Construction company Hammer & Hand worked with Celeste Lewis, Jennifer Leonard and Liz Murray to remodel 1940s Portland home.
At 3,500 square feet the 1940s home is not especially big for the neighborhood, but it has an imposing presence. The architect’s first instinct was to make the entrance more practical.
“The relationship to the outside was poor, the way the house met the yard, front and back,” says Celeste. The front entry didn’t have much street presence. And it was easy to get rained on while wrangling kids and packages and getting in the front door, so Celeste added a larger porch with stately columns.
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Photography by David Papazian Photography
The house on SW Clifton Street is not on the historic register, but the leaded windows and the front door were must-keep elements.
Hammer & Hand Project Manager Stephanie Lynch fit all the pieces together – the bigger frieze, the downspouts, the flat porch roof and the extra flashing where it met the house – into a seamless, and most importantly waterproof, whole.
“Stephanie honored my vision and executed it perfectly,” says Celeste.
Celeste added a family entrance at the side of the house for people coming from the garage, and removed a second staircase which was originally intended for a maid.
This enabled the expansion of the kitchen and the addition of a new laundry room.
After some discussion with the client, they turned the guest bedroom with the front facing windows into a “landing library,” a cozy nook at the top of the stairs. It’s a place where the boys can hide out while still being home. A wide, open entrance replaces the doorway.
“There aren’t a lot of companies that can cut into a wall while preserving the original wallpaper perfectly,” says Celeste. “The entrance to the library looks like it was always there. The attention to detail was exceptional.”
The client also enlarged the master bathroom, and the master closet was given a more modern layout.
The architectural style is colonial revival, which comes around again every few decades. “Colonial architecture is always in style, it’s a tribute to our Constitution,” says Celeste. It relies on symmetry for its primary organizational strategy, and landscape architect Steve Shapiro’s (Shapiro Didway Landscape Architecture) work reflects that.
The existing garage became a two-car garage, with equipment storage for the family’s outdoor pursuits.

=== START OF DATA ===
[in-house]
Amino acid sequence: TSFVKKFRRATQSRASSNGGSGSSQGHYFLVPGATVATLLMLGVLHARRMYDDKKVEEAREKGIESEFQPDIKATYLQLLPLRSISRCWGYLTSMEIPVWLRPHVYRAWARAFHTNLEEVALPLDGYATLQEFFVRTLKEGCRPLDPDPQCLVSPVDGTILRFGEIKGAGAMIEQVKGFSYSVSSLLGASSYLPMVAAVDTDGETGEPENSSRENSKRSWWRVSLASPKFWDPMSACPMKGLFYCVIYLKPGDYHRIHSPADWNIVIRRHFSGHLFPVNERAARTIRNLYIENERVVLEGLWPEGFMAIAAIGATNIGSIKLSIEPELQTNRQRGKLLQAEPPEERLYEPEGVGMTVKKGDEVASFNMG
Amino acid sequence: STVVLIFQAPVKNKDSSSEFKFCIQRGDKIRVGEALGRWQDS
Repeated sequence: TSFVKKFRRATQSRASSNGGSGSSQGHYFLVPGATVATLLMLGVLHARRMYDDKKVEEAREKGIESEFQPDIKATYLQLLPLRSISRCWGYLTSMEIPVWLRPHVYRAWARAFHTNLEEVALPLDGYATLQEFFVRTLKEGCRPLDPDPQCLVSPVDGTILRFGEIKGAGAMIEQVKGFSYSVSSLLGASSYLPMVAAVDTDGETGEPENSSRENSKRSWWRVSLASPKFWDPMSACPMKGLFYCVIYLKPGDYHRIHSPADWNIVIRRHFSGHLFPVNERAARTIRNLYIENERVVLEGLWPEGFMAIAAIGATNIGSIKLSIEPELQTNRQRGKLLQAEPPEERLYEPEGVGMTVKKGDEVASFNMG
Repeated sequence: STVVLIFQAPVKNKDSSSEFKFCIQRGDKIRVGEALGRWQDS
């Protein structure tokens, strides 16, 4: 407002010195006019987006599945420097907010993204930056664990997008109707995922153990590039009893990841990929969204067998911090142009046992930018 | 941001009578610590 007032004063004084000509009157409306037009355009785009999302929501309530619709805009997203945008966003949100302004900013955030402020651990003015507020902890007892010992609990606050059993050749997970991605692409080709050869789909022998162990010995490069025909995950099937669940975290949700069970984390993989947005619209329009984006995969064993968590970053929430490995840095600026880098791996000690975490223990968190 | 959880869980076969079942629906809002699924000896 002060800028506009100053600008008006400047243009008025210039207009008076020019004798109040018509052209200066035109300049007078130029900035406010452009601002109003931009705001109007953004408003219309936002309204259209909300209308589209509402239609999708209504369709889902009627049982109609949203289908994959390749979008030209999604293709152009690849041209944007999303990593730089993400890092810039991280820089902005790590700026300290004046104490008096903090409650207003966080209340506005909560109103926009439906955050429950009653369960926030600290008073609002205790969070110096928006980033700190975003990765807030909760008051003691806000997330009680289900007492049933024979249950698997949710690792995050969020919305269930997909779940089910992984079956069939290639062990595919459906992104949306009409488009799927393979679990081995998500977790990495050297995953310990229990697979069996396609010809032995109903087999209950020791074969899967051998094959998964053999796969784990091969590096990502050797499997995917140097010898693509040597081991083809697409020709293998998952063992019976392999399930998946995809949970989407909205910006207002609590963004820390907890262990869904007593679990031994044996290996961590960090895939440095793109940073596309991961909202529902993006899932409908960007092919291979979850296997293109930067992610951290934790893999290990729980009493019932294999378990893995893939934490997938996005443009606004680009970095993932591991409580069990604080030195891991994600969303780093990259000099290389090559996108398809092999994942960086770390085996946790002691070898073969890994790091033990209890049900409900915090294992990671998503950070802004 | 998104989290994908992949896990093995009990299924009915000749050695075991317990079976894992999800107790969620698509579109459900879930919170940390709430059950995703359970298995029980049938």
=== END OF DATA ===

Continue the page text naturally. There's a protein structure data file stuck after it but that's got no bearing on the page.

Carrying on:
“We remodeled the kitchen to make it more family-friendly, with an island for cooking or unloading groceries. It helps circulation in a house with three boys coming and going, and whoever’s cooking doesn’t have to face the wall.”
The kitchen cabinets were custom designed by Liz and built by Big Branch Woodworking.
Hammer & Hand enlarged the main kitchen window and added a small nook addition, where you can sit and drink tea, talk to people in the kitchen, and look out at the garden.
“If you stood outside on the lawn the house was five feet up from the grade, which makes it look larger. Adding the family room was critical to making it feel more in scale,” says Celeste.
Inside, the kitchen and family room are partly separated by a carved wooden ramna hanging from the ceiling, which owners got in Japan. “In every space like that there should be something incredibly personal that says ‘This is my space.’ Often it’s cookbooks, here it’s the ramna.”
Stephanie Lynch kept the process going. “Keeping all that work on time and on budget, there were a lot of considerations,” says Celeste. “I’ve never worked with a better project manager.”
Outside living spaces are popular right now, and Steve Shapiro designed the backyard landscape into an outdoor living space suited for a ten-minute visit to the garden or a full-day respite. The owner’s boys wanted a tree house. Hammer & Hand’s carpenters built it before anything else.
The owners have a very practical streak and wanted to keep many of the original finishes. Stephanie cataloged all the doors and some trim. “Most contractors won’t take that much care when it comes to recycling,” says Celeste.
Celeste’s expertise in green residential remodeling matches Hammer & Hand’s. “Hammer & Hand right-size their solutions to the client’s needs. The durable finishes, the way they treat the envelope, the excellent craftsmanship, are all part of my philosophy of sustainability too. Very often the greenest solution takes account of the embedded energy of a project. This home will be around for a long time to come.”
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